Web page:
It's always more fun to DIY. Every week, we'll spare you a trip to the grocery store and show you how to make small batches of great foods at home.
I was baking recently, and the recipe required about two jars of marshmallow fluff. I added it to my grocery list, but after checking two or three stores near my apartment, I came up empty. How is it possible that fluff is so hard to find? No matter: I knew I had seen it made from scratch somewhere before. I did a quick search on my phone and was pleased to learn that the only ingredient I needed that I didn't already have at home was corn syrup.
More: Once you make your fluff, mix it with some berries.
I know, I know. Corn syrup is bad for you! Corn syrup blah blah blah. Look, we all enjoy candy and ice cream and the occasional cheese fry or bag of Cheetos, don't we? A little corn syrup never hurt anyone, and life is all about balance. So, armed with a big bottle, I returned home to whip up my very own small batch of marshmallow fluff.
The process is so easy, it made me wonder why hadn't I always made fluff at home. I'll admit that when I first poured the hot syrup into the fluffy egg whites, I was a little nervous. But as soon as they had whipped for a minute or so, I knew I would be victorious. In under an hour you, too, can have your very own beautiful marshmallow fluff, ready to be added to pie, swirled into brownies, or slathered on a graham cracker with a slab of milk chocolate. I've also considered adding it to a frozen icebox cake.
I made a big, juicy berry pie and served a big bowl of fluff alongside it. Obviously, my guests happily spooned large dollops of sticky, sweet fluff on top of each slice, and some friends even ate it straight out of the jar. One even declared the fluff to be her new boyfriend and claimed that they were very happy together. As you can tell, this is some seriously good party fare.
More: Use your fluff in a no-bake S'mores Pudding Cake.
Don't feel constrained by the recipe, though -- get creative and use a vanilla bean instead of vanilla extract, add a little rum or bourbon, or try a sprinkle of cinnamon.
As an added bonus, it's also much cheaper to make fluff at home than it is to buy it. I've seen fluff priced for as much as $6 per small jar at a bodega in Brooklyn. For that price, you can make at least three jars' worth of fluff.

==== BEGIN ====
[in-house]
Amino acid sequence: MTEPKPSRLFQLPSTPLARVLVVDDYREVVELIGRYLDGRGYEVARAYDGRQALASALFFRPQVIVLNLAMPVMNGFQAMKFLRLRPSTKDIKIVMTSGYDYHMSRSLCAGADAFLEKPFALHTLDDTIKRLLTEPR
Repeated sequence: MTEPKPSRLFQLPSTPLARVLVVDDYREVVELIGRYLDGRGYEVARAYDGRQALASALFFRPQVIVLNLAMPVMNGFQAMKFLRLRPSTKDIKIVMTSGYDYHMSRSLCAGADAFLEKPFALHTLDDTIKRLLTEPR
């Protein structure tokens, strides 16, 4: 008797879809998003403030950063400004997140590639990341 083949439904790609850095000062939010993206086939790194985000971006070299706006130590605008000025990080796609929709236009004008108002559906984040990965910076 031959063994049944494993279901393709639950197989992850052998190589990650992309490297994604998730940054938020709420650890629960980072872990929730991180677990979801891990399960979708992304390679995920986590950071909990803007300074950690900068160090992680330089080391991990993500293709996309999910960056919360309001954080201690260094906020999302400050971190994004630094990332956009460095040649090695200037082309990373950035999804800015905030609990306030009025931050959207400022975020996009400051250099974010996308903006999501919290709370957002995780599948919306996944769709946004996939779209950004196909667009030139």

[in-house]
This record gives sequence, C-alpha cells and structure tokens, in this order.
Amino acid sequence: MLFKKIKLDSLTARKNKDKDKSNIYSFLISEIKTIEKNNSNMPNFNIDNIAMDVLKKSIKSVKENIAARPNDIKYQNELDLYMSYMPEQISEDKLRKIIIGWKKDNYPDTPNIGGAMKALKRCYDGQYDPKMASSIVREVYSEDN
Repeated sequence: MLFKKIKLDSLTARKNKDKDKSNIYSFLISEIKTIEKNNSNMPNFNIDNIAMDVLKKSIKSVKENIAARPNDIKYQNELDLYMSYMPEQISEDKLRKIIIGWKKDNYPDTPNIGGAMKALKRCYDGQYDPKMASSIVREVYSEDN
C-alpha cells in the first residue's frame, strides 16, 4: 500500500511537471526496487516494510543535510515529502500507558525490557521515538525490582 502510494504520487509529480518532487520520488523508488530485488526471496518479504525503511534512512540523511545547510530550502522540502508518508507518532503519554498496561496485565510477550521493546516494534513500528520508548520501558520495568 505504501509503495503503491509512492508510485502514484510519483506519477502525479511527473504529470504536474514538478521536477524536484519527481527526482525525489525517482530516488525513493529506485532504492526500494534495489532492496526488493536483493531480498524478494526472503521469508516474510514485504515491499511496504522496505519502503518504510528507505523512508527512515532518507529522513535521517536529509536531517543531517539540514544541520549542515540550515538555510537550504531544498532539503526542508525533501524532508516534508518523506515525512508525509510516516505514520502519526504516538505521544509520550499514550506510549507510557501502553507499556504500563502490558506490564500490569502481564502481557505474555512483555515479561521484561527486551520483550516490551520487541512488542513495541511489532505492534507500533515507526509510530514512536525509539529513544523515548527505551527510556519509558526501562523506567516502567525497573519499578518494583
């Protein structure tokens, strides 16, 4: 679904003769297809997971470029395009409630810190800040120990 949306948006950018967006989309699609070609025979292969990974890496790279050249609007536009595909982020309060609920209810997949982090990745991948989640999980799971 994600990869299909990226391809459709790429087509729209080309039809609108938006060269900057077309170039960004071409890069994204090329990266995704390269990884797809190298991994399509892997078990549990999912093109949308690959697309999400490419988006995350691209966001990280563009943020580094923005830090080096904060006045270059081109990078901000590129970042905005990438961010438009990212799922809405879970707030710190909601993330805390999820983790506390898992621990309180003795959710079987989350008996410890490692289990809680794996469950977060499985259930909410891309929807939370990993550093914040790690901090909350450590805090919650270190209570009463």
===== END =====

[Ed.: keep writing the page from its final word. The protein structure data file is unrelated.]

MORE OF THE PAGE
What you do with all of that extra goodness is up to you. I promise that I won't judge if you immediately remove your mixing bowl from its stand, grab a spoon, throw on a good movie, and go to town. My apartment has already seen this recipe duplicated at least three times, and there's no end in sight. It's just that addictive.
Makes 2 1/2 cups
3/4 cup granulated sugar
3/4 cup light corn syrup
1/4 cup water
1/8 teaspoon kosher salt
2 large egg whites, at room temperature
1/4 teaspoon cream of tartar
1 1/2 teaspoons vanilla extract (or the seeds of 1 vanilla bean)
Stir together the sugar, corn syrup, water, and salt in a small saucepan over high heat. Bring the mixture to a boil, stirring often, until it reaches 240° F on a candy thermometer.
Be careful not to let the mixture bubble over: Turn the heat down if you need to, and keep a watchful eye over it. This might take a little longer than you think, but just keep at it. (Mine took about 10 minutes, but when you're standing there watching, it feels like an eternity. The mixture got stuck at around 220 for what seemed like forever, but then it eventually got up to 240.)
Meanwhile, place the egg whites and the cream of tartar in the bowl of a stand mixer fitted with a whisk attachment. Start whipping the egg whites to soft peaks on medium speed. You want to have the egg whites whipped and ready to go so that your syrup can be drizzled in. (If they whip before your syrup comes to temperature, just stop the mixer until the syrup is ready, which is what I did.)
When the syrup reaches 240° F, reduce the mixer to low speed and slowly drizzle about 2 tablespoons of syrup into the egg whites to temper them. (If you add too much syrup at once, the whites will scramble.) Slowly drizzle in the rest of the syrup, no more than 2 tablespoons at a time.
Increase the speed to medium-high, and whip until the marshmallow fluff is stiff and glossy. This will take about 7 full minutes, and you shouldn't try to speed this process up. Finally, add in the vanilla and whip for 2 more minutes.
Use the fluff immediately, or store it in an airtight container and refrigerate it for up to 2 weeks. I made my fluff about 4 hours ahead of time, stored it in an airtight container, and served it with graham crackers and chocolate at a barbecue later in the day.
Photos by Sydney Kramer